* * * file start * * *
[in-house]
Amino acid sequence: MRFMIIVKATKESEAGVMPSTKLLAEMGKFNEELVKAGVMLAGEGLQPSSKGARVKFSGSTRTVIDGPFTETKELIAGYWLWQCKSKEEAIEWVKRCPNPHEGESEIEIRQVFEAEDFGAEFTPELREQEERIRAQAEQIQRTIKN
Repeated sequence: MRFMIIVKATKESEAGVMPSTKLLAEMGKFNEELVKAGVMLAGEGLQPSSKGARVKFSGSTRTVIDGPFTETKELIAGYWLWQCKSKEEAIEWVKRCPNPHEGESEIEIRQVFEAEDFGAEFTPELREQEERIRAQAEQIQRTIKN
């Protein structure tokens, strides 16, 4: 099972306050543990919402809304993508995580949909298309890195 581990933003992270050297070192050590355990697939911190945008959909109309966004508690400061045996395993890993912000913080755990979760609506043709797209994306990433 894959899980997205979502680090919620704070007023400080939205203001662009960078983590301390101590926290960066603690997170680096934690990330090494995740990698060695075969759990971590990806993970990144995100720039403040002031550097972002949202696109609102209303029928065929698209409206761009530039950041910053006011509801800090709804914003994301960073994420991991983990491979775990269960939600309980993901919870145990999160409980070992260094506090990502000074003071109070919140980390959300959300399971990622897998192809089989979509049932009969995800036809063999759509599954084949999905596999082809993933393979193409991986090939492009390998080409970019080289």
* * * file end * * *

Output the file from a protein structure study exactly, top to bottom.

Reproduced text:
[in-house]
Amino acid sequence: MRFMIIVKATKESEAGVMPSTKLLAEMGKFNEELVKAGVMLAGEGLQPSSKGARVKFSGSTRTVIDGPFTETKELIAGYWLWQCKSKEEAIEWVKRCPNPHEGESEIEIRQVFEAEDFGAEFTPELREQEERIRAQAEQIQRTIKN
Repeated sequence: MRFMIIVKATKESEAGVMPSTKLLAEMGKFNEELVKAGVMLAGEGLQPSSKGARVKFSGSTRTVIDGPFTETKELIAGYWLWQCKSKEEAIEWVKRCPNPHEGESEIEIRQVFEAEDFGAEFTPELREQEERIRAQAEQIQRTIKN
């Protein structure tokens, strides 16, 4: 099972306050543990919402809304993508995580949909298309890195 581990933003992270050297070192050590355990697939911190945008959909109309966004508690400061045996395993890993912000913080755990979760609506043709797209994306990433 894959899980997205979502680090919620704070007023400080939205203001662009960078983590301390101590926290960066603690997170680096934690990330090494995740990698060695075969759990971590990806993970990144995100720039403040002031550097972002949202696109609102209303029928065929698209409206761009530039950041910053006011509801800090709804914003994301960073994420991991983990491979775990269960939600309980993901919870145990999160409980070992260094506090990502000074003071109070919140980390959300959300399971990622897998192809089989979509049932009969995800036809063999759509599954084949999905596999082809993933393979193409991986090939492009390998080409970019080289």